Where projects initiated by local councils are concerned there’s often a large number of people that need some persuasion; the buck doesn’t stop with the shopkeepers themselves. “For example, if a council is paying for shopfronts to be improved, they will want the best for the business, but they will have their own motivations, too. The project might be for a specific shop, but it stitches into a wider program of work. That’s just where you need to be honest and make sure your stitching doesn’t have any invisible seams.”
Most recently Howie has produced new branding for a sustainable initiative based in Oxford, helping Low Carbon Hub grow from a small-time startup into an active part of the local landscape, working within schools, businesses, and communities to help initiate and realize renewable energy projects that are community-owned, investing 100% of their profits back into their schemes. Even a project with a message as positive as this needs help communicating their goals to outsiders.
“The first project to kick off was the manifesto; telling the story of how community-owned renewable energy schemes can bring a public benefit. The concept that was chosen was called ‘Postcode Power’ it was all about showing the energy inside local postcodes [which is what we call zip codes in the UK]. When you dig into how and what Low Carbon Hub do, there’s lots of technical jargon. We knew that we needed a more engaging and more immediate way to talk about the organization’s work—we needed to make it local, and relevant to local people.
“Our nighttime photography approach came out of an observation that it is easier to understand energy by seeing how it is used, rather than being told how it is made. Light painting was used to further this idea and communicate messages in Oxfordshire towns and villages.”
Although Low Carbon Hub was already named and partially branded, Howie was faced with the challenge of helping them transition into a new stage of expansion. Do projects like these feel constrained when a designer inherits another’s work, particularly within green initiatives that have a tried and tested visual language?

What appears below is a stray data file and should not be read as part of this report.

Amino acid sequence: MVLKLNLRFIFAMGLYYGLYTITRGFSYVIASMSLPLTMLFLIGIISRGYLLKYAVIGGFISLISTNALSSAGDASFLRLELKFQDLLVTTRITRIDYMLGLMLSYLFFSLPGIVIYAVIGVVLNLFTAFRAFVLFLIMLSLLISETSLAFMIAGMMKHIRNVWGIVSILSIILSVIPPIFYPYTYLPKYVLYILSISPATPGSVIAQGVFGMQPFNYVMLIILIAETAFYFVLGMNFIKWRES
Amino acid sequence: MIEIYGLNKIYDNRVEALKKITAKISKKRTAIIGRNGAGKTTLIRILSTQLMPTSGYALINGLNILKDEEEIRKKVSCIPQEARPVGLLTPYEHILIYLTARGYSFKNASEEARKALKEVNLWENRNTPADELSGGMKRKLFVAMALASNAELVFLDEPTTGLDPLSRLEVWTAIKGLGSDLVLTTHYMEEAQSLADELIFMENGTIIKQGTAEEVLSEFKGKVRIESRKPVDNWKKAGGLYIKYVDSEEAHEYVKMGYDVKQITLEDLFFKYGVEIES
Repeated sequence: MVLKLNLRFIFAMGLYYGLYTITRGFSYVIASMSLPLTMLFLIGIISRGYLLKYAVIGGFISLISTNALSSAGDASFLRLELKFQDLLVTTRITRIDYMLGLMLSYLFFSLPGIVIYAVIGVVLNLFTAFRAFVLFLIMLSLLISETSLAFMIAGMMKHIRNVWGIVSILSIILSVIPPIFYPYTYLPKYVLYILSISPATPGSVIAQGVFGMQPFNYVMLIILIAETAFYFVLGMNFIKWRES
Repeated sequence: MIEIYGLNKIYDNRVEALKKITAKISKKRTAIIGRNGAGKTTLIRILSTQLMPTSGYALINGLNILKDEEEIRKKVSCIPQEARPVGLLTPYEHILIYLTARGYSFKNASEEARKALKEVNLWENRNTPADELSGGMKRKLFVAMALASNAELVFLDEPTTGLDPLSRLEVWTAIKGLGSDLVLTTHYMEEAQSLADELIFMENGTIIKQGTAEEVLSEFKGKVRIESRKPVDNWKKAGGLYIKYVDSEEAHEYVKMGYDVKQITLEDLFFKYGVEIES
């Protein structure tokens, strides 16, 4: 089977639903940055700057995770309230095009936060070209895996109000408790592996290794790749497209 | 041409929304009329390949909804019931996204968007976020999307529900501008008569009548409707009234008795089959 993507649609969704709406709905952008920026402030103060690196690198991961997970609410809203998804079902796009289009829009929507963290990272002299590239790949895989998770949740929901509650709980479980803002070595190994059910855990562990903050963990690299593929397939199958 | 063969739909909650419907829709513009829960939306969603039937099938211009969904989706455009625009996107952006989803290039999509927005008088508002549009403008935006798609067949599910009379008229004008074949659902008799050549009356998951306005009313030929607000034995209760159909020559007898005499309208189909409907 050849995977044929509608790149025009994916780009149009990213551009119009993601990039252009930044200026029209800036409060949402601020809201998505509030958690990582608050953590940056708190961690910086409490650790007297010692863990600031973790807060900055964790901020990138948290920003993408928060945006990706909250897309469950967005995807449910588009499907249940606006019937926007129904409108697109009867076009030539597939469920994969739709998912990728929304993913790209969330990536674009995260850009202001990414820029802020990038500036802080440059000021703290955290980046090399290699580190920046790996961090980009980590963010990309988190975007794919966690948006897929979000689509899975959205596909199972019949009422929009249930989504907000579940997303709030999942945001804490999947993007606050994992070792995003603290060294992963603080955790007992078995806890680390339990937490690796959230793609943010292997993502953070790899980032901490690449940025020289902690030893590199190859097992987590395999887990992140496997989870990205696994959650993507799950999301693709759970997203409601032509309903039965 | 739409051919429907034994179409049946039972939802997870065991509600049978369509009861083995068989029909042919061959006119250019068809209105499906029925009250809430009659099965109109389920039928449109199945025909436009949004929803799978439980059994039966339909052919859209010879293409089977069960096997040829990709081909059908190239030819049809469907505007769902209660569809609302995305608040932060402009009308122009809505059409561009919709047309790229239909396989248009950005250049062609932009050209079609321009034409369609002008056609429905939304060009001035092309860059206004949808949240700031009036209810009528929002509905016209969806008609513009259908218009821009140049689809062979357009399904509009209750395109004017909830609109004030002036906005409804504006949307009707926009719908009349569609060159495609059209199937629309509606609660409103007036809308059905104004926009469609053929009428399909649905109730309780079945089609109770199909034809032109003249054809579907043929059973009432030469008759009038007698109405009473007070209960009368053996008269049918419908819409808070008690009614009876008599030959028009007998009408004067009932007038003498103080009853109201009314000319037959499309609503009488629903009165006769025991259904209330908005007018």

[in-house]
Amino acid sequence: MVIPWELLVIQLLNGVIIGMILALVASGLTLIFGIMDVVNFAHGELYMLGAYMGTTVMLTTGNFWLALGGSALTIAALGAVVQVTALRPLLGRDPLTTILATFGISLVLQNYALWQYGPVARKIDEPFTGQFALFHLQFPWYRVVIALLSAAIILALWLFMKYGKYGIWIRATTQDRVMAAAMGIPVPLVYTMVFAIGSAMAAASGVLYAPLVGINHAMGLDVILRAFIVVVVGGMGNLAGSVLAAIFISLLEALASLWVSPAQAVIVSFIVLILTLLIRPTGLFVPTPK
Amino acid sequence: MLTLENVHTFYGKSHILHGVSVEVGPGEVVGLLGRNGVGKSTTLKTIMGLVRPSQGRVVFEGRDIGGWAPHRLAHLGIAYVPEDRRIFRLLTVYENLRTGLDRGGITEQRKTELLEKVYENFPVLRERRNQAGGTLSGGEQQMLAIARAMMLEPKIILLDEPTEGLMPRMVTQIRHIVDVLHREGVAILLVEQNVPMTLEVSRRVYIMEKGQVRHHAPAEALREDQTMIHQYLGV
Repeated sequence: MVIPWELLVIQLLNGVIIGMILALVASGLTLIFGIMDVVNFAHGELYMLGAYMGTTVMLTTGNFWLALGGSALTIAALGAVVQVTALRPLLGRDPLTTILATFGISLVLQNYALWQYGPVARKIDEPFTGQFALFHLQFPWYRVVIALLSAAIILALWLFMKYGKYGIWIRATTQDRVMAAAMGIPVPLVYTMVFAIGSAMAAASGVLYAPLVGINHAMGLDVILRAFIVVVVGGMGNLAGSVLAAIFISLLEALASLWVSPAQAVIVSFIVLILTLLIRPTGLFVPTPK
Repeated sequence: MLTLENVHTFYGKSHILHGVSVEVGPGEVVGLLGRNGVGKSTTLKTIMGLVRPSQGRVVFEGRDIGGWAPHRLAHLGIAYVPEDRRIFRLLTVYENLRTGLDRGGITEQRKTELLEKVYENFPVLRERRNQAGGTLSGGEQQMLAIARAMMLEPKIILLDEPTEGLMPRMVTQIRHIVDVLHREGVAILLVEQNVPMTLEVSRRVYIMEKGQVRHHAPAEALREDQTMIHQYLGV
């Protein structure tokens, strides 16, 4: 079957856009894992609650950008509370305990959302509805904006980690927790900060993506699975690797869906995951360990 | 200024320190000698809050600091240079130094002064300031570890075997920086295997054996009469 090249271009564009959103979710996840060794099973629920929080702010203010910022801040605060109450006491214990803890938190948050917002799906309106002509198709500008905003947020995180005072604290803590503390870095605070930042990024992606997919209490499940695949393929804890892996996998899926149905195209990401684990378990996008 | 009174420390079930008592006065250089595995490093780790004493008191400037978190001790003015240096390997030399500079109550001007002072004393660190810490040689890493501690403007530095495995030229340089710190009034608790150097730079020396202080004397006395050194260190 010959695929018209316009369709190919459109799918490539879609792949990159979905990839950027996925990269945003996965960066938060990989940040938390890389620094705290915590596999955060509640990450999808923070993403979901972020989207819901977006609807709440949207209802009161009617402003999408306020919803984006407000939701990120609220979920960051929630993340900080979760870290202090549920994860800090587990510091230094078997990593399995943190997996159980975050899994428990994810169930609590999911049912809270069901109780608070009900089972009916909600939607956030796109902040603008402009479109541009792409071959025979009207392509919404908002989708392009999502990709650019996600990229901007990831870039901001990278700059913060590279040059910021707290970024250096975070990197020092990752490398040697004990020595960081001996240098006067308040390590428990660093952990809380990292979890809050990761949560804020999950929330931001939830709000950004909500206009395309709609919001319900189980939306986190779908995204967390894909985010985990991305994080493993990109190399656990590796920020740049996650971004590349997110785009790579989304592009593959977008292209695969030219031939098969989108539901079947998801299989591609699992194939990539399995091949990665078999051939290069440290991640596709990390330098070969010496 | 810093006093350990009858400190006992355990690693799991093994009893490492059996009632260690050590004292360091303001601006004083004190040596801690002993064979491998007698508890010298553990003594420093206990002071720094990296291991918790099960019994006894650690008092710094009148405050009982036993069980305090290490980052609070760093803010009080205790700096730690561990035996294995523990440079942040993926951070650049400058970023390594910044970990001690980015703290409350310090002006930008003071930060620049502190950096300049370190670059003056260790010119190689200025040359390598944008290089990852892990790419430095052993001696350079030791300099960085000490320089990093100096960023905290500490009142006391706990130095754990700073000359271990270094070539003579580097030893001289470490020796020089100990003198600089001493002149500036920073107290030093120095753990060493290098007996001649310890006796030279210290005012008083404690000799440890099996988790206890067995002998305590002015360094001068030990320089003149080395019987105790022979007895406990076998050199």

“It’s the rub between work that is appropriate and work that attempts to be appropriate whilst pushing things forward, says Howie. “We had explored a name change that would have resulted in a new logo for Low Carbon Hub, but decided that a change of name was the right move but the wrong time (the Conservative government has just changed legislation and made renewable energy’s landscape very precarious). So with the rebrand we retained the logo and that came with colours that we fleshed out into a broader system.
“It’s a great difficult question though. Sometimes I find myself thinking about things like the packaging of economy food; do the graphics and packaging communicate an economy price point in a unbiased way, or do they manipulate our perception of quality? If it does affect how we think about food, whats’s the cost?”
The opportunity to ask these kinds of questions is what Howie looks for in a client, but most importantly he’s interested in finding people who are happy to place their trust in him.
“I look for clients that want me to get under the skin of their organization and peer beyond the brief. Working with me I think is perhaps quite personal; I often work independently and most of the time I’ll be the sole contact on a project. I think it must take a lot of trust for a client to enter that scenario. In terms of what I think they get from me, it’s about the opportunity to explore making a meaningful impact, working with a designer that brings independent thought and rigorous investigation, with equal measures of idealism and pragmatism.”